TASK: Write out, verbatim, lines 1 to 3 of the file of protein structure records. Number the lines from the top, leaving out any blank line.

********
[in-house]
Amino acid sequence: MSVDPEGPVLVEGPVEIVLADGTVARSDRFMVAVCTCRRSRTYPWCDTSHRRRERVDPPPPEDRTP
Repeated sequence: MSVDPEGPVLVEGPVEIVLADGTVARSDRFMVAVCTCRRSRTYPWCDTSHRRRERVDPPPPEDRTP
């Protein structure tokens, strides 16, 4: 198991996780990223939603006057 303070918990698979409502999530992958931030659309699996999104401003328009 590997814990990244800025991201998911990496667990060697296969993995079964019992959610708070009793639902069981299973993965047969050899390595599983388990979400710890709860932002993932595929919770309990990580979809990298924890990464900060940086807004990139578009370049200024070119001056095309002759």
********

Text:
[in-house]
Amino acid sequence: MSVDPEGPVLVEGPVEIVLADGTVARSDRFMVAVCTCRRSRTYPWCDTSHRRRERVDPPPPEDRTP
Repeated sequence: MSVDPEGPVLVEGPVEIVLADGTVARSDRFMVAVCTCRRSRTYPWCDTSHRRRERVDPPPPEDRTP